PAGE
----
Jim Doty - Photo Blog

Photography: Photos, News, and Tips
Saturday, April 17, 2004

Viewing a single image in full-screen mode in ACDSee software. Super Bowl XXXVIII photo taken with a Canon EOS-1D by Bob Rosato, Sports Illustrated staff photographer.

Keeping track of digital images is a problem. I have taken 25,000 digital photos in the last 12 months. It takes time to go through them all, toss out the bad and mediocre ones, decide how to organize the keepers, caption them, and then burn them all to disc.

I covered a church convention for a religious periodical earlier this month. I took over 3,500 photos in 10 days. Every night I would download all the photos from CF card to laptop, do a preliminary edit and throw out all of the bad shots, pick around 100-150 of the day's best, and burn them to disc for the editors. Then I would pick 40-60 photos from the day to post online for friends to view (see the World Conference albums). Finally I would pick a handful of photos to illustrate daily conference reports written by my brother-in-law. This whole process - usually called "digital workflow" - would take at least a couple of hours per day.

So what would you do if you had to deal with 16,183 digital pictures taken by eleven photographers in the space of around 6 hours? Ask the photo editors of Sports Illustrated magazine.

And that is just part of a bigger challenge, dealing with over 1 million digital photos submitted each year to SI (and over 3 million in an Olympics year). It boggles my mind.

Picture an editor sitting in a trailer at the Super Bowl going through two photos per second for seven hours, picking "selects" for further review. Ouch.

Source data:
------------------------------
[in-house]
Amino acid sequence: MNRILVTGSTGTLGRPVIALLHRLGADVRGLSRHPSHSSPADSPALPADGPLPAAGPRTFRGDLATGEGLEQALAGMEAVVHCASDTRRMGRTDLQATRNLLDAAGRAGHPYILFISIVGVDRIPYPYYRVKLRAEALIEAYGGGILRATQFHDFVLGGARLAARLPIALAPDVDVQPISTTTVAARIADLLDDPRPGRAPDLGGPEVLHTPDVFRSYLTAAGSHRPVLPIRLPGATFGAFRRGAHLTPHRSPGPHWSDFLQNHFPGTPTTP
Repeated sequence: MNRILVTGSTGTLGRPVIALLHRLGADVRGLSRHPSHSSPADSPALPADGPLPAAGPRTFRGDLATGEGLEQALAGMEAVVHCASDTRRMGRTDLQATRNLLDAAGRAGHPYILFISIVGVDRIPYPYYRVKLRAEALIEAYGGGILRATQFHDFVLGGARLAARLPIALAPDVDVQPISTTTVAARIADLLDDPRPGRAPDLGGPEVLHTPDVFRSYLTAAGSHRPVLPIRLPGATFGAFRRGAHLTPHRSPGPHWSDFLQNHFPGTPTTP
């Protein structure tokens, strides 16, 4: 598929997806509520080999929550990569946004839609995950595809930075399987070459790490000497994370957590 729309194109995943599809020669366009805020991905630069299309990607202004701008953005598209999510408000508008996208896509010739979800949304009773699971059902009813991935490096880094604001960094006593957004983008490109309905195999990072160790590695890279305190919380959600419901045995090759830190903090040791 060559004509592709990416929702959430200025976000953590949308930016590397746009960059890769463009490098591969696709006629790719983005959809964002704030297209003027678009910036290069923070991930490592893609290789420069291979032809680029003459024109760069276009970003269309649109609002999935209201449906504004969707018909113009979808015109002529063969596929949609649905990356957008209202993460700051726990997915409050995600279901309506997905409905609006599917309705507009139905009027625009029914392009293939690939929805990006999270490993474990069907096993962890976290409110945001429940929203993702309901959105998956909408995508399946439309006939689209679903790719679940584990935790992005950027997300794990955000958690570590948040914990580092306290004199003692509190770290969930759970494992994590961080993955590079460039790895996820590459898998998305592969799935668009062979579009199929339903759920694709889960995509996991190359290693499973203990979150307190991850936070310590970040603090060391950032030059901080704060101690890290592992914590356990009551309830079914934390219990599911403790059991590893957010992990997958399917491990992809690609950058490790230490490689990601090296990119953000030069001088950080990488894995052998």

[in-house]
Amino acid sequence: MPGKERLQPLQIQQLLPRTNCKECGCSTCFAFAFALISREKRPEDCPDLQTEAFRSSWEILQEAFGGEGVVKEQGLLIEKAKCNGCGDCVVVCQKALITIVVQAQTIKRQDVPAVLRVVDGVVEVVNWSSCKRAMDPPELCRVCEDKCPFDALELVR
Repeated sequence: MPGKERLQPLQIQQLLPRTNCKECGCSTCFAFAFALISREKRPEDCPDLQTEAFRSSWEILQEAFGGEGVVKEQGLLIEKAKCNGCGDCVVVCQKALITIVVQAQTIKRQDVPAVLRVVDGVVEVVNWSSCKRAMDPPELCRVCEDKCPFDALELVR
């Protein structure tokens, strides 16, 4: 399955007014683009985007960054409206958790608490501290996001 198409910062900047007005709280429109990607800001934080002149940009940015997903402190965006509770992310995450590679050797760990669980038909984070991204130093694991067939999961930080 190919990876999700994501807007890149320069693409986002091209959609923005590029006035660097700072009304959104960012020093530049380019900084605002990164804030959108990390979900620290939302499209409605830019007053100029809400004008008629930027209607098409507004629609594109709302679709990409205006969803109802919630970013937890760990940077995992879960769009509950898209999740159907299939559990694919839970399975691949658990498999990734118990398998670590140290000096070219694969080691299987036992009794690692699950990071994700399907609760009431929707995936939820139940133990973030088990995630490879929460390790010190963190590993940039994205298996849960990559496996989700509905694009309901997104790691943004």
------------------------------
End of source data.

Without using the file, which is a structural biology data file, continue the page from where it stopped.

It is not easy on the photographers either. There is all the the pressure of getting the great shot. As a side note, the equipment an SI photographer takes to a football or basketball game is staggering. "Staff photographer Bob Rosato's collection of gear is fairly typical. To a football game he takes four or five EOS-1D bodies and 600mm f/4, 400mm f/2.8, 300mm f/2.8, 70-200mm f/2.8, and 50mm f/1.4 lenses. For basketball, he adds five or six EOS-1Ds cameras and dispenses with the 400 and 600mm lenses. Of the ten or so camera bodies that he takes to a basketball game, many are of course mounted overhead or around the basket for remote operation." (Sports Illustrated's digital workflow by Eamon Hickey)

The whole proces is really quite a story. Read it all here. My apologies in advance for some words I would prefer they did not use.

Downloading incoming Super Bowl XXXVIII photos to 10 IBM T40 laptops in the Sports llustrated media trailer outside Houston's Reliant Stadium. (Photo by Eamon Hickey/Little Guy Media)


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